Psymon Spine: You Are Coming To My Birthday (Axis Mundi Records)

NYC band's joyous, sprawling debut is an insanely eclectic mash-up of every genre under the sun

Released Jun 9th, 2017 via Axis Mundi Records / By Ben Wood
Psymon Spine: You Are Coming To My Birthday (Axis Mundi Records) New York experimental pop outfit Psymon Spine are a product of the digital age, where pretty much everything ever recorded is available for our listening delectation. The five-piece seem to have heard and assimilated every style going before distilling many of them into an extremely ambitious and often glorious debut album.

Psychedelic rock, acid house, folk-rock, West African guitar music, post-rock, punk and modern indie are just some of the flavours jammed, sampled and alluded to on this post-modern mash-up. In places, its clued-up eclecticism is reminiscence of Primal Scream's Screamadelica and the Boo Radleys' Giant Steps - exalted company indeed.

When it works, it is a thing of wonder, although at an hour long it is a sprawling beast that could definitely do with some pruning - particularly in its second half, when saucer-eyed dancefloor vibes are increasingly replaced by rockier, more prosaic influences.

Opener Separate is a good taster for the super-groovy first half - notifying listeners that this band is prepared to cram a ridiculous number of influences into a single time, and change direction at the drop of a hat. Its creamy harmonies, lilting guitar and anthemic wah-wah / horn chorus ensure the hooks just keep coming.

The Yeasayer-meets-acid-house vibes of 'Shocked' give way to the relentless, blasted motorik groove of Experience Machine. However, the best is yet to come with the tranced-out dancefloor nirvana of Noana. Its sexy, dubby delirium is followed by another corker. The intriguingly titled Eric's Basement and Secret Tunnels dares to get arrhythmic in places as it merges Ultramarine's folky late 80's Balaerica with driving, anthemic progginess. A potential Ibiza terrace moment there methinks... lovely.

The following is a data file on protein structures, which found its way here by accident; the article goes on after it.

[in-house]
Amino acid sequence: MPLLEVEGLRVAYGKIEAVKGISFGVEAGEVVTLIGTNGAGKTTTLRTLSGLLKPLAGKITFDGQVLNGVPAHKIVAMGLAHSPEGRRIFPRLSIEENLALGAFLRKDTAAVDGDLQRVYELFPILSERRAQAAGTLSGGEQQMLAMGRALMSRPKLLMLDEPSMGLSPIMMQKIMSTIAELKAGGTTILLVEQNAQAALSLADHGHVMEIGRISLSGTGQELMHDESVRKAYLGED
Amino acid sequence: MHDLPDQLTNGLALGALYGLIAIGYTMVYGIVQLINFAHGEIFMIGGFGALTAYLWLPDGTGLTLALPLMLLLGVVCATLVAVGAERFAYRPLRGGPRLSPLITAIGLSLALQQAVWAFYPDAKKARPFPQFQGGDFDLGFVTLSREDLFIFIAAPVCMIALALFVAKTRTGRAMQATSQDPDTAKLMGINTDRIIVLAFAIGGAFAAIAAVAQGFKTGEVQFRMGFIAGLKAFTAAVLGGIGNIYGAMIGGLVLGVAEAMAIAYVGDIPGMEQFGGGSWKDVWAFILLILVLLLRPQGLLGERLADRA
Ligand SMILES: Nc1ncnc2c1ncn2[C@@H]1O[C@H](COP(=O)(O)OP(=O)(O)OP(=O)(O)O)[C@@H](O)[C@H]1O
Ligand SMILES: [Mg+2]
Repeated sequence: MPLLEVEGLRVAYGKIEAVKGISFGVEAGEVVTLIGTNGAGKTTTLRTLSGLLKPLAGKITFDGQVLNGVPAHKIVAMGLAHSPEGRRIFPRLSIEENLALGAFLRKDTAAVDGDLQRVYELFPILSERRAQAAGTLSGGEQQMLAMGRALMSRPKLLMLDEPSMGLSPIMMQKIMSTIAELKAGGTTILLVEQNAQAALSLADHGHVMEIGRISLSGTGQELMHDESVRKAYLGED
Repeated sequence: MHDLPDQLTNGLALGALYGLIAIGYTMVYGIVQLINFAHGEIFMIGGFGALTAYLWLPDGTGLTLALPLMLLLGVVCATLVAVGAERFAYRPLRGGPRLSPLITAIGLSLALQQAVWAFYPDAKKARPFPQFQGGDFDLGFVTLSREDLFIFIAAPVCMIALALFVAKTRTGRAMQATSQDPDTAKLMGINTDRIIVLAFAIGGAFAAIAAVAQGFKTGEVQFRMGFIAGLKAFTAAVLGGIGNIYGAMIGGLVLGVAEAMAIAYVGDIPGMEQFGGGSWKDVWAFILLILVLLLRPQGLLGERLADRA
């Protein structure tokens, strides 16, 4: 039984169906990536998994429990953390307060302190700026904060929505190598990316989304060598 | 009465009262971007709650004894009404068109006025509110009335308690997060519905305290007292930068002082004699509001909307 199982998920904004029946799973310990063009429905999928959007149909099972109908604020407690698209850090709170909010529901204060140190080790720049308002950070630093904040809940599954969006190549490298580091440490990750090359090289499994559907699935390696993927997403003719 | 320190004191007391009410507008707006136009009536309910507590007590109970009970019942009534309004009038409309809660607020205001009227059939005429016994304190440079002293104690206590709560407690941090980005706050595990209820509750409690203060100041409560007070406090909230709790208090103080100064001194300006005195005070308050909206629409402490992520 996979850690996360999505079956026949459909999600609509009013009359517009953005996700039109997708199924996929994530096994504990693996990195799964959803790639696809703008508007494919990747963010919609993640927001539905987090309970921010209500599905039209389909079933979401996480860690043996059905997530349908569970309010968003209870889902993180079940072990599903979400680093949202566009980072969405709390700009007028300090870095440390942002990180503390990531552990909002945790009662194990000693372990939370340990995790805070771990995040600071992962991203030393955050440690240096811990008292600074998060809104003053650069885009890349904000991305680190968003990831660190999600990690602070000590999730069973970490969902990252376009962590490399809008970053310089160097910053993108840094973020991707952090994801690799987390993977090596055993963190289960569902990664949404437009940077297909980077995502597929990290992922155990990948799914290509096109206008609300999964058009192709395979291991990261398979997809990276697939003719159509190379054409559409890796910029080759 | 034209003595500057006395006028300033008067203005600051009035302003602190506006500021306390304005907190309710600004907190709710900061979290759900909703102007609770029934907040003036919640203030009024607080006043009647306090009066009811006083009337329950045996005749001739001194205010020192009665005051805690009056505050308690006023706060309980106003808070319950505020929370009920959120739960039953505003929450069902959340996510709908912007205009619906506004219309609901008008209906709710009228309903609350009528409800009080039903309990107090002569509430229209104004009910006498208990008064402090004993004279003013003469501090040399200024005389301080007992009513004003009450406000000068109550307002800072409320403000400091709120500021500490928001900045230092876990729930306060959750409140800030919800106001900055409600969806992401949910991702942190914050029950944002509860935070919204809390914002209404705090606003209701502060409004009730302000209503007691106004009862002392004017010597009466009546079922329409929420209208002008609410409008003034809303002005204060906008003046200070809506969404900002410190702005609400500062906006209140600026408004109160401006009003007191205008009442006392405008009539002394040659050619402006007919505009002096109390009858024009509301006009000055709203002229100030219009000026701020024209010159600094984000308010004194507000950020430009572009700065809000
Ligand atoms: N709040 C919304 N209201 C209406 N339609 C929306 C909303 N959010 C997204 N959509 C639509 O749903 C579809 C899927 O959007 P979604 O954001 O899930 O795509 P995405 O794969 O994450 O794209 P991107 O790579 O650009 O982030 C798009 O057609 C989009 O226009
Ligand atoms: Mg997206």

However, it's not all dancefloor-friendly shenanigans. Violin-led folk-rock groove Crown A King and album closer Gears are intermittently lovely slices of harmony-graced bucolicism, their largely instrumental lyricism bringing to mind the likes of Fleet Foxes, the Magic Numbers and Crosby, Stills and Nash.

While many of the tracks successfully incorporate a whole stew of influences, the occasional number sets up something rather beautiful then tramples over it for kicks. Speakers is a lovely, downbeat Galaxie 500-esque instrumental before it is gatecrashed by a graceless punky shout-fest. Meanwhile the progtastic Transfiguration Church is intermittently ace and Lines and Lines End mashes up The Strokes and some kind of rainforest jam. A curate's egg indeed...

Occasionally, charm and groove are sidelined in favour of mopey slightly grey post-punk. But with some careful pruning, you could make an amazing 40-minute album of this. It's definitely too long and sounds like the work of several different bands. But there are worse sins than ambition, and there are more ideas on this one record than many bands have in their entire careers.

This is in the main a joyous, accessible stew of hooky, trippy, post-acid house eclecto-pop. If they concentrate on their groovier, starry-eyed and laughing side, greatness awaits.